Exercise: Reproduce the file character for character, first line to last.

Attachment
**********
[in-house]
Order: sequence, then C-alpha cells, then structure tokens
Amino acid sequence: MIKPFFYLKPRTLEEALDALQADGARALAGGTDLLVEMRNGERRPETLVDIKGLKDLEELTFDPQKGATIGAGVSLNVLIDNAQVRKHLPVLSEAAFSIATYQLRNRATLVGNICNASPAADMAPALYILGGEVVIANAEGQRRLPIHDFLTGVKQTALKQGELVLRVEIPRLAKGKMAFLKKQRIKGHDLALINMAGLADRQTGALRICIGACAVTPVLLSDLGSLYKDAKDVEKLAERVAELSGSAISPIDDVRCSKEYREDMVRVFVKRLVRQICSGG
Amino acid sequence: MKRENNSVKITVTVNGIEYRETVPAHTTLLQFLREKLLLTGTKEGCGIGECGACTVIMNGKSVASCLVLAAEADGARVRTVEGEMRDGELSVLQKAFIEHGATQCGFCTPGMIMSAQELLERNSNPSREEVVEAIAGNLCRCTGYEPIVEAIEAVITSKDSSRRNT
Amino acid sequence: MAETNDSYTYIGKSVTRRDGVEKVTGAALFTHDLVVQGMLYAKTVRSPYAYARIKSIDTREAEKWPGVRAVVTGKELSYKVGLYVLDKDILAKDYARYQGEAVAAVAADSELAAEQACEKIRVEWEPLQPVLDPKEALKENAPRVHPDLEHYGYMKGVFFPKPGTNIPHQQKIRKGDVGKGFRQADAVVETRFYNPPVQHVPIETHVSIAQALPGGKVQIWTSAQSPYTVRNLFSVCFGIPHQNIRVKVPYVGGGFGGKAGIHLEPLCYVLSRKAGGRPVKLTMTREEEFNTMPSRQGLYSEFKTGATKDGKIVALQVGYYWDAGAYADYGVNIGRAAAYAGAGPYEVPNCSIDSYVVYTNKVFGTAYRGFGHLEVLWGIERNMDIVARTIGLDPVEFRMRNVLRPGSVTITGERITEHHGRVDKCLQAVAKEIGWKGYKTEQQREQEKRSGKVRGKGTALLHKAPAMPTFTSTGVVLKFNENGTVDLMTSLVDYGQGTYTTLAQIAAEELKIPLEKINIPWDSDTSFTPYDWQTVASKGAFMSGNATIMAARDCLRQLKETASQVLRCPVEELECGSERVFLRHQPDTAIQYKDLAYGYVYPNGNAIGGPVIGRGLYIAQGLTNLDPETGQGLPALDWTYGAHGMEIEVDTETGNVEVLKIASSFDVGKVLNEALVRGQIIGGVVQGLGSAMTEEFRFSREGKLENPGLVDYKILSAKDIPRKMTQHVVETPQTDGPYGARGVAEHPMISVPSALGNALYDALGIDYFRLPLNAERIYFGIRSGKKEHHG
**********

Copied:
[in-house]
Order: sequence, then C-alpha cells, then structure tokens
Amino acid sequence: MIKPFFYLKPRTLEEALDALQADGARALAGGTDLLVEMRNGERRPETLVDIKGLKDLEELTFDPQKGATIGAGVSLNVLIDNAQVRKHLPVLSEAAFSIATYQLRNRATLVGNICNASPAADMAPALYILGGEVVIANAEGQRRLPIHDFLTGVKQTALKQGELVLRVEIPRLAKGKMAFLKKQRIKGHDLALINMAGLADRQTGALRICIGACAVTPVLLSDLGSLYKDAKDVEKLAERVAELSGSAISPIDDVRCSKEYREDMVRVFVKRLVRQICSGG
Amino acid sequence: MKRENNSVKITVTVNGIEYRETVPAHTTLLQFLREKLLLTGTKEGCGIGECGACTVIMNGKSVASCLVLAAEADGARVRTVEGEMRDGELSVLQKAFIEHGATQCGFCTPGMIMSAQELLERNSNPSREEVVEAIAGNLCRCTGYEPIVEAIEAVITSKDSSRRNT
Amino acid sequence: MAETNDSYTYIGKSVTRRDGVEKVTGAALFTHDLVVQGMLYAKTVRSPYAYARIKSIDTREAEKWPGVRAVVTGKELSYKVGLYVLDKDILAKDYARYQGEAVAAVAADSELAAEQACEKIRVEWEPLQPVLDPKEALKENAPRVHPDLEHYGYMKGVFFPKPGTNIPHQQKIRKGDVGKGFRQADAVVETRFYNPPVQHVPIETHVSIAQALPGGKVQIWTSAQSPYTVRNLFSVCFGIPHQNIRVKVPYVGGGFGGKAGIHLEPLCYVLSRKAGGRPVKLTMTREEEFNTMPSRQGLYSEFKTGATKDGKIVALQVGYYWDAGAYADYGVNIGRAAAYAGAGPYEVPNCSIDSYVVYTNKVFGTAYRGFGHLEVLWGIERNMDIVARTIGLDPVEFRMRNVLRPGSVTITGERITEHHGRVDKCLQAVAKEIGWKGYKTEQQREQEKRSGKVRGKGTALLHKAPAMPTFTSTGVVLKFNENGTVDLMTSLVDYGQGTYTTLAQIAAEELKIPLEKINIPWDSDTSFTPYDWQTVASKGAFMSGNATIMAARDCLRQLKETASQVLRCPVEELECGSERVFLRHQPDTAIQYKDLAYGYVYPNGNAIGGPVIGRGLYIAQGLTNLDPETGQGLPALDWTYGAHGMEIEVDTETGNVEVLKIASSFDVGKVLNEALVRGQIIGGVVQGLGSAMTEEFRFSREGKLENPGLVDYKILSAKDIPRKMTQHVVETPQTDGPYGARGVAEHPMISVPSALGNALYDALGIDYFRLPLNAERIYFGIRSGKKEHHG